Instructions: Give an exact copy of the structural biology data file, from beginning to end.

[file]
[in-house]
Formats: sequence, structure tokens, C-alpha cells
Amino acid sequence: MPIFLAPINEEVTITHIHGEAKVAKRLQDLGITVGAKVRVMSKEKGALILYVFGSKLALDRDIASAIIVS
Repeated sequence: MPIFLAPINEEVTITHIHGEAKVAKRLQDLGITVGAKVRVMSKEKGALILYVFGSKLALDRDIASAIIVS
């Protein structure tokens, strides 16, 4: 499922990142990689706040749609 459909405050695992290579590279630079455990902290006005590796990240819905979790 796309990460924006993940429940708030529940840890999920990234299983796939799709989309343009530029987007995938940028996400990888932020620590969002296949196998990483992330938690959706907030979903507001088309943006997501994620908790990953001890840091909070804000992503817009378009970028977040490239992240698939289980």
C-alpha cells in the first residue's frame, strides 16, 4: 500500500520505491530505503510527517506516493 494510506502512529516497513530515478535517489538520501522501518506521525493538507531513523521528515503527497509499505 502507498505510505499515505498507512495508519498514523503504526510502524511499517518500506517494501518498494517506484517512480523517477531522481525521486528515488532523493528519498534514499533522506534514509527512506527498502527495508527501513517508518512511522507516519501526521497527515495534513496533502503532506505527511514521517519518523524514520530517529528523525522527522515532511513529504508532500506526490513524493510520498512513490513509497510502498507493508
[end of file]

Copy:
[in-house]
Formats: sequence, structure tokens, C-alpha cells
Amino acid sequence: MPIFLAPINEEVTITHIHGEAKVAKRLQDLGITVGAKVRVMSKEKGALILYVFGSKLALDRDIASAIIVS
Repeated sequence: MPIFLAPINEEVTITHIHGEAKVAKRLQDLGITVGAKVRVMSKEKGALILYVFGSKLALDRDIASAIIVS
């Protein structure tokens, strides 16, 4: 499922990142990689706040749609 459909405050695992290579590279630079455990902290006005590796990240819905979790 796309990460924006993940429940708030529940840890999920990234299983796939799709989309343009530029987007995938940028996400990888932020620590969002296949196998990483992330938690959706907030979903507001088309943006997501994620908790990953001890840091909070804000992503817009378009970028977040490239992240698939289980």
C-alpha cells in the first residue's frame, strides 16, 4: 500500500520505491530505503510527517506516493 494510506502512529516497513530515478535517489538520501522501518506521525493538507531513523521528515503527497509499505 502507498505510505499515505498507512495508519498514523503504526510502524511499517518500506517494501518498494517506484517512480523517477531522481525521486528515488532523493528519498534514499533522506534514509527512506527498502527495508527501513517508518512511522507516519501526521497527515495534513496533502503532506505527511514521517519518523524514520530517529528523525522527522515532511513529504508532500506526490513524493510520498512513490513509497510502498507493508